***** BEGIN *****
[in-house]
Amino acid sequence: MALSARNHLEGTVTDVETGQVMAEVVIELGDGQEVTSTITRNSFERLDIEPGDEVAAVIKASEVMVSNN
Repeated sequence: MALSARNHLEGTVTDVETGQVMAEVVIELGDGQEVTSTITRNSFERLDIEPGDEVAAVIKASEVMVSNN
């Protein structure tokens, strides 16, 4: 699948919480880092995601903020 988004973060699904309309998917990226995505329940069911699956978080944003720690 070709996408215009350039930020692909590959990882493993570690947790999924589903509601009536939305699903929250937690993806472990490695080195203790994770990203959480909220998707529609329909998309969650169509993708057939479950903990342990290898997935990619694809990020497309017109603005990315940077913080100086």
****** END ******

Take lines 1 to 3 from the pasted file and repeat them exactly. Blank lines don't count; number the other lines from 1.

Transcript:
[in-house]
Amino acid sequence: MALSARNHLEGTVTDVETGQVMAEVVIELGDGQEVTSTITRNSFERLDIEPGDEVAAVIKASEVMVSNN
Repeated sequence: MALSARNHLEGTVTDVETGQVMAEVVIELGDGQEVTSTITRNSFERLDIEPGDEVAAVIKASEVMVSNN